Thursday, March 26, 2009

Martha and Bernie

I try to be philosophically consistent, or explain when it doesn't appear so. For example, I support making education better, but don't believe that we can try to educate everyone to the same level and then be surprised when we fail to see the outstanding kids do as well as we need them to do. Is this inconsistent, that education needs to be better but, for some students, we need to get them off the college track? I can see where some might think my logic doesn't hold up, but I've laid out my thinking in several posts and ask only for people to try to follow it, then evaluate it.

(At the same time, I don't find it consistent that people say we need to pay teachers more, but we also have to standardize the curriculum; so we're paying more money at the same time we're making teaching easier.)

Crises often present opportunities for great inconsistency. The problems are so large, and, clearly, no one orthodoxy is up to the task of making them better. It might seem incongruent to believe simultaneously in the power of the free market and in the Obama programs; if you believe both those things, you need to be prepared to explain yourself further.

David Letterman is going through such a time himself. He has been merciless in his treatment of "investor" Bernie Madoff, with a barrage of jokes and skits that can only make one believe that Dave has a few million dollars with the faux financier.

At the same time, better living guru Martha Stewart continues to get gentle handling on Dave's show. He has joked repeatedly (and somewhat tediously) about how, first, we can feel safer now that Martha's locked up, and now, how we should be worried that she's back on the streets (chortle, chortle).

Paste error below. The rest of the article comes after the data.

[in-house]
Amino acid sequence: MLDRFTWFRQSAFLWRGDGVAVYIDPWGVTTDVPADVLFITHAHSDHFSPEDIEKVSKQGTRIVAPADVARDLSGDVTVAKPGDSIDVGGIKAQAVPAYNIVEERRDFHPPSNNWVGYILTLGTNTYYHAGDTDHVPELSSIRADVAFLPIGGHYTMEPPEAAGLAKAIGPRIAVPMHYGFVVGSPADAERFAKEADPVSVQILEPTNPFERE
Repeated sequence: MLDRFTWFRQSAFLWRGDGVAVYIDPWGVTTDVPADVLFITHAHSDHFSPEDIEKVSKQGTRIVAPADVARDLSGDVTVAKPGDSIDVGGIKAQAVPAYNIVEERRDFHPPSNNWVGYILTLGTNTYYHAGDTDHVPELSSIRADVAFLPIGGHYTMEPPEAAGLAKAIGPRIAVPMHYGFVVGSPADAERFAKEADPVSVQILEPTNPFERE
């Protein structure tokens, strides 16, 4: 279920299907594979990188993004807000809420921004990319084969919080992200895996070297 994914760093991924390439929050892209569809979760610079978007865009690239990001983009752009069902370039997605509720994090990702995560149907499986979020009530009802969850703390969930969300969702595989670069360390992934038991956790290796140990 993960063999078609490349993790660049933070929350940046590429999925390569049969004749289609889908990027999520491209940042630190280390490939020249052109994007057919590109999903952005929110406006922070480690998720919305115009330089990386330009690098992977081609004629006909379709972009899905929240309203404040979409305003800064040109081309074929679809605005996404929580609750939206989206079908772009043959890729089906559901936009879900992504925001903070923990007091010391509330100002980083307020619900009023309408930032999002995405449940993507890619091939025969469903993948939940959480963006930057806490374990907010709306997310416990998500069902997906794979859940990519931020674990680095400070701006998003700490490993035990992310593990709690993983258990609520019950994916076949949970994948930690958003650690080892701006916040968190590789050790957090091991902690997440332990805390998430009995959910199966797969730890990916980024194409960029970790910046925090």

But these crimes come out of the same sensibility. It's pat to argue that Bernie victimized people, while Martha's offense was "victimless." But, if you were one of the people who bought stock while tipped-off Martha was selling, you lost money just as surely as if you wrote Bernie a check. In fact, in some ways, her crime was worse; each of the people who signed up with Bernie had every opportunity to do due diligence, and they didn't. The other sides to the Martha trades had every right to believe that they possessed requisite information.

I'm not saying that the crimes were entirely proportional, and the relative prison terms strike me as roughly correct. But it's a much harder argument to claim that one case was unfair, the other fair. For both Martha and Bernie, the attitude of "something for nothing" was present, it informed their actions. And there were people on the other side of those trades who were hurt. Just because it's easy to see one group and not the other does not mean that we can't be bothered by both cases, and it doesn't mean that one perpretator should escape punishment.

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